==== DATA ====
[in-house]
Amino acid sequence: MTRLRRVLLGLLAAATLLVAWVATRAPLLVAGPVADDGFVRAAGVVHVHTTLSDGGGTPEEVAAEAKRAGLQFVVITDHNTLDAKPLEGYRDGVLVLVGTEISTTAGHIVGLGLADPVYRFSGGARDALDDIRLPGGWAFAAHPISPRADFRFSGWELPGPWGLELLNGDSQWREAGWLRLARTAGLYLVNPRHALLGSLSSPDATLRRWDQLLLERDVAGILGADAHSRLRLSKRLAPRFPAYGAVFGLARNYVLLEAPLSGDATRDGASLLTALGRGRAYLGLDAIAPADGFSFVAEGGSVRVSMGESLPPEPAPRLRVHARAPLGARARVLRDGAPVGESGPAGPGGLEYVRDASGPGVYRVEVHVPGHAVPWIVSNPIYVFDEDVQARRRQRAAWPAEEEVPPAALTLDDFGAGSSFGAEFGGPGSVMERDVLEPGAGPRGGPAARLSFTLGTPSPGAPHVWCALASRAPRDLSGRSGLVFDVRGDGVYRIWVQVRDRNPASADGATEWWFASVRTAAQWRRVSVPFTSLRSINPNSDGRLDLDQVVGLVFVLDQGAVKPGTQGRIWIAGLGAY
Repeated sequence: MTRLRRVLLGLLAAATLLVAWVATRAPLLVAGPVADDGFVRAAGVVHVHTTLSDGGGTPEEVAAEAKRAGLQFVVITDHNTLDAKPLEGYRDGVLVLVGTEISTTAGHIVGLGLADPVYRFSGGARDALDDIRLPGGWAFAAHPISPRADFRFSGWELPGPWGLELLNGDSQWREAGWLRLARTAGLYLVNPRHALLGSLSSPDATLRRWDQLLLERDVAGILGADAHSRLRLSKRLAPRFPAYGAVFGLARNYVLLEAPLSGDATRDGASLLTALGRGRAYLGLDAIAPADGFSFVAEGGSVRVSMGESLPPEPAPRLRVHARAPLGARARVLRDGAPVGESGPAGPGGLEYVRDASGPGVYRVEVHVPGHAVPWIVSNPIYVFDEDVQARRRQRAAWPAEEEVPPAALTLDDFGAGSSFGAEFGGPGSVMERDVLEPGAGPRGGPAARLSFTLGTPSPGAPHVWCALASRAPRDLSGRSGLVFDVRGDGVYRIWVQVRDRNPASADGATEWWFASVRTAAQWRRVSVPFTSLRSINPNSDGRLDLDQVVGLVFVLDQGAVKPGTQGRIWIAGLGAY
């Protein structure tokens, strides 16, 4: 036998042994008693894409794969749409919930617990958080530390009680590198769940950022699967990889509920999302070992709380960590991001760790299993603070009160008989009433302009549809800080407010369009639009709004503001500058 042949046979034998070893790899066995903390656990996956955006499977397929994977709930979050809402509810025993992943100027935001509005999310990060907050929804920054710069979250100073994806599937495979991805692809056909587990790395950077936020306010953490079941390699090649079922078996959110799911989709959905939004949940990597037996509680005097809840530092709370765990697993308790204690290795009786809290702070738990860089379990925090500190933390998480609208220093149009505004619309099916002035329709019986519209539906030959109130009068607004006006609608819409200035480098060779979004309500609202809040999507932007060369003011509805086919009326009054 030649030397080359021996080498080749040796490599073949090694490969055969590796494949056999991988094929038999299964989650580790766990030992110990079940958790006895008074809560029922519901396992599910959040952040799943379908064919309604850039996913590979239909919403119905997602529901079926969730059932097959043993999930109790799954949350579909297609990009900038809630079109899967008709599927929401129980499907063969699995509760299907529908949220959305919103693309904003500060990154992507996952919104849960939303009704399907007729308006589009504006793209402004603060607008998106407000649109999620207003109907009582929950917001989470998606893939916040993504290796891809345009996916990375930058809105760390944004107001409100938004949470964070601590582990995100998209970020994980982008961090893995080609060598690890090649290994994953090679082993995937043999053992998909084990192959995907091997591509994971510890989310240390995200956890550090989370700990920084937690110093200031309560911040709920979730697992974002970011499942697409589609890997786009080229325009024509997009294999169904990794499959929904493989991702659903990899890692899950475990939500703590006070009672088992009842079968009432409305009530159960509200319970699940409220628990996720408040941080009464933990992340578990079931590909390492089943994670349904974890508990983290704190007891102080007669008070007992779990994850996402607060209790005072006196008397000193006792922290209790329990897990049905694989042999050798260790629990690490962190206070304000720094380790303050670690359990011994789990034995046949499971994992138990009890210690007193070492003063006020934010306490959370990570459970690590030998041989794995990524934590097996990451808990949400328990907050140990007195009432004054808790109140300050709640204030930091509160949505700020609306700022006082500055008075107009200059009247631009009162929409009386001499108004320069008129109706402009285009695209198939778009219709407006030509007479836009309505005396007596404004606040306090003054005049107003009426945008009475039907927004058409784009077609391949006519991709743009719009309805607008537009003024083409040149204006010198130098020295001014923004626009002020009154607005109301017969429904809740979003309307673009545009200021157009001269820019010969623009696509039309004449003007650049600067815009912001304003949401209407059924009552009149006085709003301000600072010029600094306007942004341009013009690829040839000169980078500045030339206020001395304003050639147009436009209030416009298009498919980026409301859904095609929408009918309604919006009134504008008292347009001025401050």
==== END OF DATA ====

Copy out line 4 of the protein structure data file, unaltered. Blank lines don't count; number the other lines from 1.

């Protein structure tokens, strides 16, 4: 036998042994008693894409794969749409919930617990958080530390009680590198769940950022699967990889509920999302070992709380960590991001760790299993603070009160008989009433302009549809800080407010369009639009709004503001500058 042949046979034998070893790899066995903390656990996956955006499977397929994977709930979050809402509810025993992943100027935001509005999310990060907050929804920054710069979250100073994806599937495979991805692809056909587990790395950077936020306010953490079941390699090649079922078996959110799911989709959905939004949940990597037996509680005097809840530092709370765990697993308790204690290795009786809290702070738990860089379990925090500190933390998480609208220093149009505004619309099916002035329709019986519209539906030959109130009068607004006006609608819409200035480098060779979004309500609202809040999507932007060369003011509805086919009326009054 030649030397080359021996080498080749040796490599073949090694490969055969590796494949056999991988094929038999299964989650580790766990030992110990079940958790006895008074809560029922519901396992599910959040952040799943379908064919309604850039996913590979239909919403119905997602529901079926969730059932097959043993999930109790799954949350579909297609990009900038809630079109899967008709599927929401129980499907063969699995509760299907529908949220959305919103693309904003500060990154992507996952919104849960939303009704399907007729308006589009504006793209402004603060607008998106407000649109999620207003109907009582929950917001989470998606893939916040993504290796891809345009996916990375930058809105760390944004107001409100938004949470964070601590582990995100998209970020994980982008961090893995080609060598690890090649290994994953090679082993995937043999053992998909084990192959995907091997591509994971510890989310240390995200956890550090989370700990920084937690110093200031309560911040709920979730697992974002970011499942697409589609890997786009080229325009024509997009294999169904990794499959929904493989991702659903990899890692899950475990939500703590006070009672088992009842079968009432409305009530159960509200319970699940409220628990996720408040941080009464933990992340578990079931590909390492089943994670349904974890508990983290704190007891102080007669008070007992779990994850996402607060209790005072006196008397000193006792922290209790329990897990049905694989042999050798260790629990690490962190206070304000720094380790303050670690359990011994789990034995046949499971994992138990009890210690007193070492003063006020934010306490959370990570459970690590030998041989794995990524934590097996990451808990949400328990907050140990007195009432004054808790109140300050709640204030930091509160949505700020609306700022006082500055008075107009200059009247631009009162929409009386001499108004320069008129109706402009285009695209198939778009219709407006030509007479836009309505005396007596404004606040306090003054005049107003009426945008009475039907927004058409784009077609391949006519991709743009719009309805607008537009003024083409040149204006010198130098020295001014923004626009002020009154607005109301017969429904809740979003309307673009545009200021157009001269820019010969623009696509039309004449003007650049600067815009912001304003949401209407059924009552009149006085709003301000600072010029600094306007942004341009013009690829040839000169980078500045030339206020001395304003050639147009436009209030416009298009498919980026409301859904095609929408009918309604919006009134504008008292347009001025401050």